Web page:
Cursive writing’s day has passed
While I rarely watch television, I noticed one morning on the news that the Indiana Senate had passed a law requiring schools to teach cursive writing. I was a little confused that they didn’t include teaching on how to chip hieroglyphs into stone or put chicken scratches on a clay tablet.
I know this sounds silly, but cursive has become as obsolete as hieroglyphs and cuneiform writing (the chicken scratches).
I am puzzled and disturbed that our elected officials would pass bills that take us backward instead of leading us forward, while wasting limited teaching resources.
The current focus should be to teach all children typing from kindergarten on with the understanding that when voice recognition technology has matured, that this too, will be obsolete. I am at a loss as to why an elected majority of senators would waste their time and our money debating and passing SB120, and would hope our representatives will have a lot more sense.
Being politicians, I really do not have much hope. Before anyone passes judgment, I am 53 years old and cursive writing was a valuable tool until I was in college and word processors came into being, as was a can opener to open a pop can, until pull tops and aluminum cans came into existence, as well as returning bottles that you had paid a deposit on instead of buying a 2-liter. Times have changed, whether we like them or not, and it is time for everyone to get on board, especially our elected officials, and direct those changes in the direction that our children need, instead of the members in the senate that want to but us back into the dark ages.
— Dan Haley, New Albany
NARFE leader calls for retirement fairness
Discrimination has existed toward some seniors in Indiana for 36 years.
A senior who receives average annual Social Security on $16,000 pays no Indiana State or county income tax on that income. A Civil Service retiree in Indiana receiving the same amount of retirement income pays 3.4 percent State income tax and, on average, 1.43 percent county tax on all but the first $2,000 (and in some cases on that, too) a total of $676 yearly. That is $676 a Civil Service retiree doesn’t have for prescriptions, groceries, utilities, property taxes and other expenses.
It is a lot of money when you are living on a fixed income. All we want is fairness, the same treatment most Indiana seniors already receive. There is no objection to the income tax exemption received by seniors on Social Security or Railroad Retirement. Indiana lawmakers need to correct this gross unfairness in the upcoming legislative session and treat all seniors the same.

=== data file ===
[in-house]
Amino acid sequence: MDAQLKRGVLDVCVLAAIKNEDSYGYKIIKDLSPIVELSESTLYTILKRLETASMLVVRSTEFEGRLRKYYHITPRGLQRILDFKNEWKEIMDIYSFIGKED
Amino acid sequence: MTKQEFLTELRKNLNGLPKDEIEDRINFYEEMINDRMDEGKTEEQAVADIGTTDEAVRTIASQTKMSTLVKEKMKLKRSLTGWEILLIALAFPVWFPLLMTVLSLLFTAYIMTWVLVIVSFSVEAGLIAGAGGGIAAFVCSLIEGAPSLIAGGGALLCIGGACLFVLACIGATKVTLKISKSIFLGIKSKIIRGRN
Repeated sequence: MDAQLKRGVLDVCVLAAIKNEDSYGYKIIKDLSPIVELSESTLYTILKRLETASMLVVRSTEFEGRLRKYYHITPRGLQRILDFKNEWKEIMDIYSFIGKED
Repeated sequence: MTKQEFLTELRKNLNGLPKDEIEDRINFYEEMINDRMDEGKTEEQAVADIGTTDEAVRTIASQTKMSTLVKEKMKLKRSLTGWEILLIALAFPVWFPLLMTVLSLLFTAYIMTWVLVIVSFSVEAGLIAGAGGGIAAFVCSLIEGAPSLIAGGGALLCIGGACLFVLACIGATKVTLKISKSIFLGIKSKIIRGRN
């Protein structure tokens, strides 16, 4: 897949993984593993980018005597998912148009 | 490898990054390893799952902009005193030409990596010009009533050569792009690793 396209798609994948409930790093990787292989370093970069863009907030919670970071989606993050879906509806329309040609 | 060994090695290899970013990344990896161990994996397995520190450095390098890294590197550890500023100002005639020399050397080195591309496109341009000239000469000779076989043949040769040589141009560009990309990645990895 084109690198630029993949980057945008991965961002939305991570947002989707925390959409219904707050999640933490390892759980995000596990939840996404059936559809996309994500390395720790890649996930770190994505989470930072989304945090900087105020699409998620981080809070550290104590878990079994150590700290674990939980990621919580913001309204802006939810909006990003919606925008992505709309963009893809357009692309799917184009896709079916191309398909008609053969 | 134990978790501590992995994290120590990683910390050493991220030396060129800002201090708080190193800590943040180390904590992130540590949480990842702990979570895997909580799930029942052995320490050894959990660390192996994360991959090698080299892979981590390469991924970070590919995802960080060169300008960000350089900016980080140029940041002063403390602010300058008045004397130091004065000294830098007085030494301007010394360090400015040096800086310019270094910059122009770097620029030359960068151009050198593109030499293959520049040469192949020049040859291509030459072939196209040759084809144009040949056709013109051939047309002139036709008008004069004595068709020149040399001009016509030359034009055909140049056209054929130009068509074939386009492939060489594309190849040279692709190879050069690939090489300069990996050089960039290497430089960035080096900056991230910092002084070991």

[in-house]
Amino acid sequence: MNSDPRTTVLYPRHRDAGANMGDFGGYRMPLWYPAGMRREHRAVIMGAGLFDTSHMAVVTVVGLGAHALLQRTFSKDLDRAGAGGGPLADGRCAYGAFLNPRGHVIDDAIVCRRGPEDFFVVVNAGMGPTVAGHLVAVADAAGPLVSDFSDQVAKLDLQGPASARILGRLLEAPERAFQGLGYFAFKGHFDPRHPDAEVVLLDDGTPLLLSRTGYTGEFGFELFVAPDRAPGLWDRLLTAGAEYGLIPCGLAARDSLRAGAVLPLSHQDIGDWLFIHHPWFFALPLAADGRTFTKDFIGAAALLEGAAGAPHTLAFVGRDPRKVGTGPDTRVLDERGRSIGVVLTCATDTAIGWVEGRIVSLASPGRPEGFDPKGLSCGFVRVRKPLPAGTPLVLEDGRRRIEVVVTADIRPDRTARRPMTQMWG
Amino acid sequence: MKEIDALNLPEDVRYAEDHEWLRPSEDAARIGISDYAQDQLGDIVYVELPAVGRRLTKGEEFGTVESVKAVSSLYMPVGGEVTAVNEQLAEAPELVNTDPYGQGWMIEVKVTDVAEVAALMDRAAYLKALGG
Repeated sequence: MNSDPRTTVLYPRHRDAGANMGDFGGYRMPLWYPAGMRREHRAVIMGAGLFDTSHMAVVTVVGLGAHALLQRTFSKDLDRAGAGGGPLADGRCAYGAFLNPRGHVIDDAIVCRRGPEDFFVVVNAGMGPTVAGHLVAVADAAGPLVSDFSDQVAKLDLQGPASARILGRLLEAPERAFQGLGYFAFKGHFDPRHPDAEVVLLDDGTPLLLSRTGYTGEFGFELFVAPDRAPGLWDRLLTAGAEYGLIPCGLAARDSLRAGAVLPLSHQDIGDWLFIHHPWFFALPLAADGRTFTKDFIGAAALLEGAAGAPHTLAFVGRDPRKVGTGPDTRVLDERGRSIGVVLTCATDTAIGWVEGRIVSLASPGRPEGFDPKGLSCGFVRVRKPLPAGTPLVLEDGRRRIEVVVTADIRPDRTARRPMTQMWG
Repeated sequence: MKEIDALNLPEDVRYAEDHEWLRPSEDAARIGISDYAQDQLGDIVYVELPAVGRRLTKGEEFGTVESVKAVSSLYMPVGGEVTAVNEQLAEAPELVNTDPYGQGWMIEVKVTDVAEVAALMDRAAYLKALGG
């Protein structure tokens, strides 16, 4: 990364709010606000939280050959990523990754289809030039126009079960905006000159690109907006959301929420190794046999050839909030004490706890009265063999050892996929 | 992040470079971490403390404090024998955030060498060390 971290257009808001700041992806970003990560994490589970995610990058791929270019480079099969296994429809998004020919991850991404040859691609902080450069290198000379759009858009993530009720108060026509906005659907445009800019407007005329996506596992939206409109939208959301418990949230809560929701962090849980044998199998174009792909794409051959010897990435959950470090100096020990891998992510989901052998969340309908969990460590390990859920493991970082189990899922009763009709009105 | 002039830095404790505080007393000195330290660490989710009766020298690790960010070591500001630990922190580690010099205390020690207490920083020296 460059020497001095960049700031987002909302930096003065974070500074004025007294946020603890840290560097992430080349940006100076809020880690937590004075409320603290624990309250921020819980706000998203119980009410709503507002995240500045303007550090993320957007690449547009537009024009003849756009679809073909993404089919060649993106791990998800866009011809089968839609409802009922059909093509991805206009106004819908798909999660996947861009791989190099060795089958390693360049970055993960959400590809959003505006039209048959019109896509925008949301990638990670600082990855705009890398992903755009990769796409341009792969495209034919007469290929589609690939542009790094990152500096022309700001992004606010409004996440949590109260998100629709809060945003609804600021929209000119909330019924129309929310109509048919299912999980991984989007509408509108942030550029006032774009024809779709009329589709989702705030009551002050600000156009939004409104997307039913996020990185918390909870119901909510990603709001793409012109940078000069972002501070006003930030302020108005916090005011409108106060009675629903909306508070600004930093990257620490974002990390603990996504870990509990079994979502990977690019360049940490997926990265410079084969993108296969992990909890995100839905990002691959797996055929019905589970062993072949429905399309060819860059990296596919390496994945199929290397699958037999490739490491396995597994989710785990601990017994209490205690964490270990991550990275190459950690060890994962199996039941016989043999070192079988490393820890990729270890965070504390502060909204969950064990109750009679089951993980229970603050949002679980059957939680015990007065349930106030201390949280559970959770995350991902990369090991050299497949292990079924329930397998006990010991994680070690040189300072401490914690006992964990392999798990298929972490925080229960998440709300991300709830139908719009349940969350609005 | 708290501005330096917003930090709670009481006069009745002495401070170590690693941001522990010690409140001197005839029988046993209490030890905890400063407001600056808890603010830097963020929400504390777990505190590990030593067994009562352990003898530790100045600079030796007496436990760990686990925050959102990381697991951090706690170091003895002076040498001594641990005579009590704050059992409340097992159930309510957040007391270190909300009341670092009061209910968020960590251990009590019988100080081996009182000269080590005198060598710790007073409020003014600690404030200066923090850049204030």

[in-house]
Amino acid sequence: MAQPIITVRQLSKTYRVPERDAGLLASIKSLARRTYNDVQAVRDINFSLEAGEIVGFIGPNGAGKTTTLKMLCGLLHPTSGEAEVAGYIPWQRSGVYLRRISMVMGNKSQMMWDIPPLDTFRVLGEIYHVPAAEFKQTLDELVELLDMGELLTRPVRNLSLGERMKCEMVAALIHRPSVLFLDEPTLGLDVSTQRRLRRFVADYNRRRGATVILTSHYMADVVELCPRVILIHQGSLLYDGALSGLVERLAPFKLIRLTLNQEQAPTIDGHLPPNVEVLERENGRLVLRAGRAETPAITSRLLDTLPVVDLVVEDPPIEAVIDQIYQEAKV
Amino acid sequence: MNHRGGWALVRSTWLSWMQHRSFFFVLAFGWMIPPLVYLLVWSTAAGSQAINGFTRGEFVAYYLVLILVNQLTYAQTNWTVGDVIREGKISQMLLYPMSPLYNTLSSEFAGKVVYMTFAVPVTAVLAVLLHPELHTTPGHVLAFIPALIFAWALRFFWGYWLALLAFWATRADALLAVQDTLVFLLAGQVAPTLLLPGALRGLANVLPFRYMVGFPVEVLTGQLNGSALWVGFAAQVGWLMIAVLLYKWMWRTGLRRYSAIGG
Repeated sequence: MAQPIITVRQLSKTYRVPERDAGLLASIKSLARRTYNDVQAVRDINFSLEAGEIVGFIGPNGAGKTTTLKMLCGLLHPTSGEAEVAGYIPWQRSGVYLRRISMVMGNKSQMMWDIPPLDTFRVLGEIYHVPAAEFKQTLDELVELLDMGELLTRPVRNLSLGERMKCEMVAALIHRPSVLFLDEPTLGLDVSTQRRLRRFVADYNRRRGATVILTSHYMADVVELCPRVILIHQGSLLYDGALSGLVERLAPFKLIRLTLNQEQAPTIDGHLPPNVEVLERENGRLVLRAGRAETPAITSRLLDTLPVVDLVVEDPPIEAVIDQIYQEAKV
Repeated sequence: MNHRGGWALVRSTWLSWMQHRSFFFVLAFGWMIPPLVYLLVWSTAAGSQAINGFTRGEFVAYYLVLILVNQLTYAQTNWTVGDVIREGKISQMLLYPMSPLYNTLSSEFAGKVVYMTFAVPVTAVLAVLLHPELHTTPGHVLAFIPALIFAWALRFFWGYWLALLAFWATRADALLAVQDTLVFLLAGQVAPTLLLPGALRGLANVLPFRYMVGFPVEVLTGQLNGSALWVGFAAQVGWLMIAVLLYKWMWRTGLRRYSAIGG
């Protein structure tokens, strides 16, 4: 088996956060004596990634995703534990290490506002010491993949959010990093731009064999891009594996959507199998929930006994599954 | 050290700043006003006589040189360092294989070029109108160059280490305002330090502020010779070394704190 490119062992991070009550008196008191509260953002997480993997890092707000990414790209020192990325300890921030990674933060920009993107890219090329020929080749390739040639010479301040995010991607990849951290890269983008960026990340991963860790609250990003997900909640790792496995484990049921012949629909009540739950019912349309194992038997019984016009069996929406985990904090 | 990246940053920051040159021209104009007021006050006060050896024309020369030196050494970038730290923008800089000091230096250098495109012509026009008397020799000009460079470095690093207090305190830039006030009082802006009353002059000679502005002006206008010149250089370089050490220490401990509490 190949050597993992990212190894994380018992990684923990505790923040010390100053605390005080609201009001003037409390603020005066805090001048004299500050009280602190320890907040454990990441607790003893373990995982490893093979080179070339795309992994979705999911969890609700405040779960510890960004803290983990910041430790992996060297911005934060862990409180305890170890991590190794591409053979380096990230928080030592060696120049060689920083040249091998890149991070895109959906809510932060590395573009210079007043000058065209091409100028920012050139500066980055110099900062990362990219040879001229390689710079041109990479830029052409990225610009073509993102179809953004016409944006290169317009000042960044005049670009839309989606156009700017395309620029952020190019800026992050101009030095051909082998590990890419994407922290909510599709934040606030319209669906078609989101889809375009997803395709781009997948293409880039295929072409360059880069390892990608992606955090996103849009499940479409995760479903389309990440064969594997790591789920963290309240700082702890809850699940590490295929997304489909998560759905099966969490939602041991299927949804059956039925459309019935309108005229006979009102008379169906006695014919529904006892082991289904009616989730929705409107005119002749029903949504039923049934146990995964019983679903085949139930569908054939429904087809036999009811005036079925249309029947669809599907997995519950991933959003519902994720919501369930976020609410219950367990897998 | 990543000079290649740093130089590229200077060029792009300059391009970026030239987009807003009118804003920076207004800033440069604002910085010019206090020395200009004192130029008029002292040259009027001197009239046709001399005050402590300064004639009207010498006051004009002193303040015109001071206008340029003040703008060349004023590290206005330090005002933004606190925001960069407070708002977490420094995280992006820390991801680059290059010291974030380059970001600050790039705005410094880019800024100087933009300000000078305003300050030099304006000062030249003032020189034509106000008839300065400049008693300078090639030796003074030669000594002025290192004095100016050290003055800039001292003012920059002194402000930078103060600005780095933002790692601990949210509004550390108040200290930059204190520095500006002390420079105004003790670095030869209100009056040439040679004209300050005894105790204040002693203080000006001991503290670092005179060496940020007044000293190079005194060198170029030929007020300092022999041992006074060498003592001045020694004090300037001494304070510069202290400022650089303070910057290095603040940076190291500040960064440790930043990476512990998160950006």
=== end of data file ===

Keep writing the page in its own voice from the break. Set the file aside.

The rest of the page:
Two bills have been introduced to begin corrective measures — HB1294 and SB336. If you are a Civil Service annuitant or active federal employee, please call your state legislators at 800-382-9842 (House) and 800-382-9467 (Senate). Ask your legislator to actively support these aforementioned bills. If you need more information, please call 812-923-3626.
— Don Savage, National Active & Retired Federal Employees Association, New Albany
Teacher remembers first class
In September 1965, I began my career as a teacher in the New Albany-Floyd County Consolidated School Corp. My first classroom assignment a fifth-grade at Slate Run Elementary School. Those 34 students were great.
Over the years, I’ve thought of them often and wondered where life led them. Below is a list of their names. I’m aware of some of their career choices and have listed them in parenthesis.
Sally Huff (education), Sherri Payne (nursing), Steve Bare, Sam Faris (trucking business), Tony Gibbons, Paula Stoner, Steve Uesseler, Carla Dolan (social work), Karen Linton, Laurie Oldham, Nancy Trobaugh, Marie Keithley (banking), Denise Scott, Fran Hanson, Connie Willman, Mike Burp, Sharon Salmi, Kathy Copas, David Flanigan, Danny Flanigan, Glenn Norrington, Gary Ragsdale, Peggy Peers, Nancy Summers, Richard Overton, Patty McDermott, Debbie Bell, Teresa Fleming (education), Bobby James, David Mock, Cindy Conrad, Roxanne Keithley, Lu Anne Keithley and Lisa Fetz.
It would be great to hear from any or all of these great “kids.”
— Urban “Urbie” Keithley, Georgetown
Resident calls for a different kind of tax break
The Indiana General Assembly decision over whether to lower the income tax to 3.06 percent has been an issue. The reality: This type of plan would be problematic for fears of a budget crunch in future years.
How would Indiana attain additional money for its budgets if it runs dry of funds? Indiana would be better served in raising the exemption on annual income tax returns from $1,000 to $4,000 to lessen the responsibility on the working people in this state. In addition, the state has attained a large budget surplus in the financial coffers. Maintaining a $4,000 exemption on annual income tax returns would be more useful than giving a $120 credit on annual income tax returns.
Both individuals and families deserve more than pipe dreams in Indiana. They would be better served in obtaining a $4,000 exemption on their annual income tax returns for financial relief yearly. Gov. Mike Pence would be smarter by raising the exemption to $4,000 instead of providing lip service to everyone.
— Eric L. Ellis, Floyds Knobs